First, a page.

Live Nation, Ticketmaster begin defending merger

Concert promoter Live Nation Inc. and ticketing giant Ticketmaster Entertainment Inc. confirmed their merger plans Tuesday and got right to work addressing antitrust concerns that have taken center stage.

Ticketmaster Chairman Barry Diller, to be chairman of the new company — which would be called Live Nation Entertainment — sought to dispel the notion that the deal would lead to higher ticket prices.

"Ticketmaster does not set prices. Live Nation does not set ticket prices. Artists set the prices," he said, without mentioning the ticket surcharges Ticketmaster relies on for much of its revenue.

Under the deal announced Tuesday, Ticketmaster shareholders would receive 1.384 shares of Live Nation stock for each share of Ticketmaster they hold. Ticketmaster shareholders would hold 50.01% of the new company, while Live Nation shareholders would have 49.99%. Live Nation Chief Executive Michael Rapino would be the new company's CEO.

The companies estimated the value of the combined business at $2.5 billion and said the deal would help them save about $40 million annually. Assuming it gets approval by antitrust authorities, the companies hope to complete the merger in the second half of the year.

Live Nation and Ticketmaster argue that together they could better withstand the recession, sell more tickets and improve service to fans by bringing together their expertise in promotions and ticketing.

However, the merger comes just as Ticketmaster is under fire for recently redirecting people buying tickets to a Bruce Springsteen show from its regular website to its reselling subsidiary, TicketsNow. That site had more expensive seats above face value, even though face-value tickets were still available. New Jersey's attorney general launched an investigation, and a class-action lawsuit in Ontario claims Ticketmaster made a similar up-selling move in November for a Smashing Pumpkins concert.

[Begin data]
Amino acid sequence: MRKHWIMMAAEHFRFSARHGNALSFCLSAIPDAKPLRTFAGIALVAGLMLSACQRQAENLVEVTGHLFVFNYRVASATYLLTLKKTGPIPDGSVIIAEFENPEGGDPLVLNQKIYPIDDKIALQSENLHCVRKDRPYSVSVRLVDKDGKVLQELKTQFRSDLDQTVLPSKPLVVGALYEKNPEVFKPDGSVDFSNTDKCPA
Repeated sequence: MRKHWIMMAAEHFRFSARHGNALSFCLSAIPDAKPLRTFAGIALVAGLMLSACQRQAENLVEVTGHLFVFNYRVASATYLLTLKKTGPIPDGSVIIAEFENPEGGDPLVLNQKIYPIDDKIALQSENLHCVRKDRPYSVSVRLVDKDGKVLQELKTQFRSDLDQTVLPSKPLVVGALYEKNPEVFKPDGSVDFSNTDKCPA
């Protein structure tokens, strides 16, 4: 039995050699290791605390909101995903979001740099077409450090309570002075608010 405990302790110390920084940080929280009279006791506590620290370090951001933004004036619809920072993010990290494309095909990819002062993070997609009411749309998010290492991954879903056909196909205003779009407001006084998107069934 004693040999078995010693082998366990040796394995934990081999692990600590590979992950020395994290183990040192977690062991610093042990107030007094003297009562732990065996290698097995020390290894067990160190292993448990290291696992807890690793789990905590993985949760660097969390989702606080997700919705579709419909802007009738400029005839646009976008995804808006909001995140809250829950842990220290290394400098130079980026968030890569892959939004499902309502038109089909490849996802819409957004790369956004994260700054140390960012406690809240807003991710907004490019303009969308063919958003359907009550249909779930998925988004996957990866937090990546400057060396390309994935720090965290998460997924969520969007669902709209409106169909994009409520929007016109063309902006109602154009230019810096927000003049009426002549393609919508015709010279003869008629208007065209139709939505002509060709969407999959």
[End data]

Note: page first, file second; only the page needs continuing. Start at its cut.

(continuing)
Diller blamed the Springsteen incident on a "technical glitch" by a credit card company, and said the Canadian lawsuit was "without merit."

"They are just chasing cars down the road," he said.

Ticketmaster had already apologized for the Springsteen episode, but the fallout remains. Springsteen recently posted a statement on his website saying the merger between Ticketmaster and Live Nation could end up "returning us to a near-monopoly situation in music ticketing."

And Sen. Charles Schumer, D-N.Y., released a statement Tuesday opposing the merger, calling the Springsteen ticketing debacle a "bait-and-switch" scam.

"It is very hard to trust Ticketmaster," said the senator, a member of the Judiciary Committee. "This merger would give a giant, new entity unrivaled power over concertgoers and the prices they pay to see their favorite artists and bands."

Diller accused Schumer of making statements that were "factually untrue."

Analysts believe the Ticketmaster-Live Nation combination could lower some ticket prices because the two companies could present a united front to artists when negotiating business deals surrounding tours. The companies are also seeking to fill more seats in venues that are going empty.

Ticketmaster sells tickets for more than 80% of the major arenas and stadiums in the U.S., according to concert tracking firm Pollstar. Live Nation is the world's No. 1 concert promoter and owns more than 140 venues. It has comprehensive rights deals covering the tours of such artists as Madonna, Jay-Z, U2 and Shakira.

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